Leendert Harmen Oterdoom

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BACKGROUND Insulin resistance is considered to play an important role in the development of cardiovascular disease, which limits long-term renal transplant survival. Renal transplant recipients are more insulin-resistant compared with healthy controls. It is not known to date which factors relate to this excess insulin resistance. Therefore, we investigated(More)
BACKGROUND Skin-autofluorescence (skin-AF) noninvasively measures the tissue accumulation of advanced glycation end products (AGEs). AGEs are nephrotoxic and potential effectors of cardiovascular mortality. We investigated whether skin-AF predicted graft loss after kidney transplantation. METHODS A total of 302 renal transplant recipients were enrolled at(More)
OBJECTIVE Low muscle mass often indicates poor health, but the relation with cardiovascular disease (CVD) is unknown. Skeletal muscles are responsible for approximately 75% of insulin stimulated whole body glucose disposal and therefore insulin resistance could underlie the relation between muscle mass and CVD. We aimed to determine whether muscle mass, as(More)
BACKGROUND Chronic transplant dysfunction is characterized by renal function decline and proteinuria. Kidney injury molecule (KIM)-1, a transmembrane tubular protein with unknown function, is undetectable in normal kidneys, but markedly induced after injury. Urinary KIM-1 excretion has been quantified as biomarker of renal damage. We prospectively studied(More)
BACKGROUND Insulin resistance has been implicated to underlie both excess cardiovascular disease and chronic transplant dysfunction after renal transplantation. Skeletal muscle mainly determines peripheral insulin resistance, and could therefore affect outcome. METHODS All transplant recipients at our outpatient clinic with a functioning graft more than 1(More)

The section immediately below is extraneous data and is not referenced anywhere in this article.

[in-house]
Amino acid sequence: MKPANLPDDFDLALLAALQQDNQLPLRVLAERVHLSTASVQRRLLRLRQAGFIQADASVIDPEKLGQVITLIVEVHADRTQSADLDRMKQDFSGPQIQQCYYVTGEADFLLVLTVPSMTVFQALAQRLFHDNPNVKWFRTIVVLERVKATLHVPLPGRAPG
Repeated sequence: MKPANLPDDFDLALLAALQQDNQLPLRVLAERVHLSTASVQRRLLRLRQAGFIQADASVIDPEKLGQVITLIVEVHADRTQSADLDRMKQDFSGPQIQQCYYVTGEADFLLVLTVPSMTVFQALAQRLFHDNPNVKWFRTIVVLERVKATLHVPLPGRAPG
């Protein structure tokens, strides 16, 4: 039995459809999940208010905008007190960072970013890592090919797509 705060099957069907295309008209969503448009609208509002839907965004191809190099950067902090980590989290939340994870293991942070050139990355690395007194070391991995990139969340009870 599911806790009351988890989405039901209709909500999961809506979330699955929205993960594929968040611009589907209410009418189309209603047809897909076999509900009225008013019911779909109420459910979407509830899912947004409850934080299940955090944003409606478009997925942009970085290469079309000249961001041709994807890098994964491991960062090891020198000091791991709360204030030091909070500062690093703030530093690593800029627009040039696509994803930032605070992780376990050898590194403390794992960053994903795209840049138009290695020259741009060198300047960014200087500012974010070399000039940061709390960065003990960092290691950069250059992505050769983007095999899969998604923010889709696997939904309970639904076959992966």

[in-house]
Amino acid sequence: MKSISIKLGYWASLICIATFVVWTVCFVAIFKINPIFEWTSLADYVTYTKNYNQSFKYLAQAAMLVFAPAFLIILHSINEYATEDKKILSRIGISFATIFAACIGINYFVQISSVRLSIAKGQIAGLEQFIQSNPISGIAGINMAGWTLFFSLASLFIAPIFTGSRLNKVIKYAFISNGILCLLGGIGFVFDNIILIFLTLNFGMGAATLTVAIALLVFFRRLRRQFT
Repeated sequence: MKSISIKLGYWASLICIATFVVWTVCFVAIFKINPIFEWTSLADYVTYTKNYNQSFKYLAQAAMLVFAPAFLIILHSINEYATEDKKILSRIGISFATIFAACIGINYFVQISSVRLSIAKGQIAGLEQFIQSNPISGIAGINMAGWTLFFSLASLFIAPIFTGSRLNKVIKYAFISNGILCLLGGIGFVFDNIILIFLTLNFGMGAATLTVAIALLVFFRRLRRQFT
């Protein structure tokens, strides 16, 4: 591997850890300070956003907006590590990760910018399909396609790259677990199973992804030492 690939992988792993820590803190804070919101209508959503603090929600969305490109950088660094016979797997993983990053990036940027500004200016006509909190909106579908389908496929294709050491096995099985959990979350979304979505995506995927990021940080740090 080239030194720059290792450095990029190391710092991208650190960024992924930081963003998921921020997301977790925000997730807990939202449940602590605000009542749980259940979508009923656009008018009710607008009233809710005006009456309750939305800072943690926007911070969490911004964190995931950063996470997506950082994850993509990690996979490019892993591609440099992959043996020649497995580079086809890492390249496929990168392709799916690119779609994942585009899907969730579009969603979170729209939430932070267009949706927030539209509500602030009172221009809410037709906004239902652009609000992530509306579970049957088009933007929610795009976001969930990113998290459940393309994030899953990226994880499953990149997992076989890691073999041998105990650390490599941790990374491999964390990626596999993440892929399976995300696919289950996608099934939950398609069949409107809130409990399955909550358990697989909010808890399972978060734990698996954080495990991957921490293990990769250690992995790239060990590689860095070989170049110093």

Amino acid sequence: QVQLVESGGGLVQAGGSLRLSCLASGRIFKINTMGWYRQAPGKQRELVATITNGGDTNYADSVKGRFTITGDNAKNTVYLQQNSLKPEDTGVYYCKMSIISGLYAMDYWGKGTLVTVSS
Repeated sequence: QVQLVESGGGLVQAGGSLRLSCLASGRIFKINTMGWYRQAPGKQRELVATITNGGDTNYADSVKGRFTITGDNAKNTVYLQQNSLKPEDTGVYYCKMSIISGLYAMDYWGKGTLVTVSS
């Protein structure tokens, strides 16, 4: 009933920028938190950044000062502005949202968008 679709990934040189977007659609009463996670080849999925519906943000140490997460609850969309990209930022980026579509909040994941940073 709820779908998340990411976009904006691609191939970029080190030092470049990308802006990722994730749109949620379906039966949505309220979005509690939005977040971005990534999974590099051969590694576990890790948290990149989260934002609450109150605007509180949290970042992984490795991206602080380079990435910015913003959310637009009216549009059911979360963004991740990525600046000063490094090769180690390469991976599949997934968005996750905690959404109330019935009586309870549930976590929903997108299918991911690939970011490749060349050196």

BACKGROUND The worldwide increase in end-stage renal disease has been alleged to be associated with insulin resistance-related conditions. Insulin resistance and the concomitant compensatory hyperinsulinaemia may accelerate age-related decline in renal function through inducing glomerular hyperfiltration, even in non-diabetic subjects. This population-based(More)
BACKGROUND Chronic transplant dysfunction is characterized by a gradual decline in renal function with slowly rising serum creatinine. The underlying mechanism is thought to include inflammation and atherosclerosis. C-reactive protein (CRP) is a well-established marker of both inflammation and atherosclerosis. In this prospective study, we investigated(More)
OBJECTIVE Infusion of the soluble form of the receptor for advanced glycation end-products (sRAGE) was protective against atherosclerosis and nephropathy in animal models. In this study we investigated determinants of endogenous sRAGE in renal transplant recipients and whether sRAGE was associated with mortality and graft loss. METHODS AND RESULTS A total(More)
OBJECTIVE The purpose of this study was to investigate the validity of established insulin resistance indexes, based on fasting blood parameters, in a stable renal transplant population. RESEARCH DESIGN AND METHODS Fasting insulin, homeostasis model assessment (HOMA), the quantitative insulin sensitivity check index (QUICKI), and McAuley's index were(More)
BACKGROUND Proteinuria is associated with endothelial dysfunction (ED) and increased mortality. We investigated whether urinary protein excretion (UPE) is correlated with markers of ED and whether these markers affect the association of proteinuria with mortality in renal transplant recipients (RTR). METHODS Six hundred four RTR with a functioning graft(More)